Judge in a corruption case

Print edition : May 23, 2003

Former Delhi High Court Judge Shamit Mukherjee outside the Special CBI Court in New Delhi. -

MANY heads have rolled in the multi-crore-rupee scam involving the Delhi Development Authority (DDA). Senior officers of the DDA, such as former Vice-Chairman Subhash Sharma, Commissioner (Planning) Vijay Risbud, Commissioner (Lands) Anand Sharan, Director (Land Disposal) Jagdish Chander, and several minor officials are now behind bars. However, the Central Bureau of Investigation's (CBI) arrest of former Delhi High Court Judge Shamit Mukherjee, the first such arrest in legal history, has set off a debate on judicial ethics.

Shamit Mukherjee was taken into custody for a week by the CBI under the Prevention of Corruption Act, after it raided his three residences in Delhi and found `incriminating documents' and two locker keys. The residence and office of High Court lawyer Anshu Aggarwal were also searched by the CBI.

Earlier, in March, during the CBI's exhaustive probe of the scam, about 20 Delhi High Court files were recovered from the house of Dharamveer Khattar, a middleman and a key suspect. Transcripts of Khattar's telephonic conversations revealed details of `illegal gratification' demanded by Shamit Mukherjee in return for judicial favours, the CBI alleged.

The CBI has charged Mukherjee with criminal conspiracy to favour restaurant-owner Vinod Khatri in the Azad Singh vs DDA case, which related to the widening of Aruna Asaf Ali Road. Khatri, whose Sahara Restaurant is situated on that road, opposed the widening of the road to 45 metres, as the DDA had proposed. According to the First Information Report (FIR) against Shamit Mukherjee, a draft judgment was prepared and given to Khattar, who handed it over to Khatri for approval. Another damning allegation was that Mukherjee requested Khattar to get the lawyer representing the DDA replaced by a more `pliable' one, so that he could deliver a judgment against the DDA. Khattar, in turn, had asked Subhash Sharma to do so, and the lawyer had been duly replaced, the CBI said.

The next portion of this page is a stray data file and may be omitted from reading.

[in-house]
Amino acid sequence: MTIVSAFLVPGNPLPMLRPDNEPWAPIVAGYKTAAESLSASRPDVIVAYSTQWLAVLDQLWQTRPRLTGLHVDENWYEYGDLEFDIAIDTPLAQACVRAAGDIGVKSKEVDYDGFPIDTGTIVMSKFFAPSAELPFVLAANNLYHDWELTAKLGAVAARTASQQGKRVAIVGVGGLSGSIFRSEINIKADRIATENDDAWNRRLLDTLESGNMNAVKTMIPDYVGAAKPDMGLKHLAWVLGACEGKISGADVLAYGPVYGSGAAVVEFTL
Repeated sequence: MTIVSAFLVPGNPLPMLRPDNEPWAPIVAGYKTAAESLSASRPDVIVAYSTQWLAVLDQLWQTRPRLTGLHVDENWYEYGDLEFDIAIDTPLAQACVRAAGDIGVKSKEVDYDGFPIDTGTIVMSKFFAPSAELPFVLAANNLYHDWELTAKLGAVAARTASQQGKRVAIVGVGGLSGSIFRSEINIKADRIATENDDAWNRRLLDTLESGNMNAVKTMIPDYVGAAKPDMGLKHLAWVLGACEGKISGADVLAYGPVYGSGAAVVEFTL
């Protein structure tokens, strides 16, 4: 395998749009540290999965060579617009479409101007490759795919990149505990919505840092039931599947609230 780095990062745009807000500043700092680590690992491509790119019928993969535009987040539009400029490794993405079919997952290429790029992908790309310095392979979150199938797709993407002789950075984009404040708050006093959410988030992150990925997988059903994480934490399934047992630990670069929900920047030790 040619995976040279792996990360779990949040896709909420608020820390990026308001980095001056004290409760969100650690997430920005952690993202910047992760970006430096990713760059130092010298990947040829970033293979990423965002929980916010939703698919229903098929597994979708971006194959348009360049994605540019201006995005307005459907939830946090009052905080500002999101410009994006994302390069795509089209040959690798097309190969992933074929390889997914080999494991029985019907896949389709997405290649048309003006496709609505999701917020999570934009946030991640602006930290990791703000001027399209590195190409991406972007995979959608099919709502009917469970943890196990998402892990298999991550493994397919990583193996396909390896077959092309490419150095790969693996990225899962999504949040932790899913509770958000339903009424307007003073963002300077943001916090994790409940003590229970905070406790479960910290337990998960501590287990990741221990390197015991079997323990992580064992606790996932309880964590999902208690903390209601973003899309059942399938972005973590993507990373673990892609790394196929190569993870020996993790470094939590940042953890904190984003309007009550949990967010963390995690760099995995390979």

As these allegations began to surface, the Chief Justice was apprised of them and Judge Mukherjee was compelled to resign on March 31. However, he denied any links with the issue and cited personal reasons for his resignation.

President A.P.J. Abdul Kalam, who had been sent the resignation letter as a matter of course, also voiced a strong opinion. He said that if a Judge was found guilty of such malpractices, mere resignation was not sufficient and that he should be tried like a normal citizen. As of now, a Judge is automatically entitled to a degree of protection from prosecution while he or she occupies the Bench. But this protection ceases the moment he or she quits office. As evidence started to pile up against him, Mukherjee tried to withdraw his resignation, but his attempt was blocked by the Law Ministry.

The arrest has triggered a debate on the degree of protection judicial officers are entitled to. Several top lawyers have rallied around Mukherjee, and the High Court Bar Association came out in support of the former Judge, quoting the Judges' Protection Act, 1985, which states that no criminal proceedings can be initiated against a person who is or has been a Judge. In fact, the only way to strip a Judge of the superior judiciary of office is by impeachment in Parliament, and this has only been attempted once - in the Justice Ramaswami case.

However, Special Judge V.K. Jain countered the Bar Assocation's argument. "I cannot believe that if a Judge has been indulging in corruption, misusing his position and accepting gratification while performing his duty, the law gives him absolute immunity from prosecution," he said.

Attorney-General Soli Sorabjee observed that incidents like this seriously damaged the credibility of the judiciary. He said he was "depressed" by Shamit Mukherjee's arrest and remarked that its impact "will be devastating on the public".

This article is closed for comments.
Please Email the Editor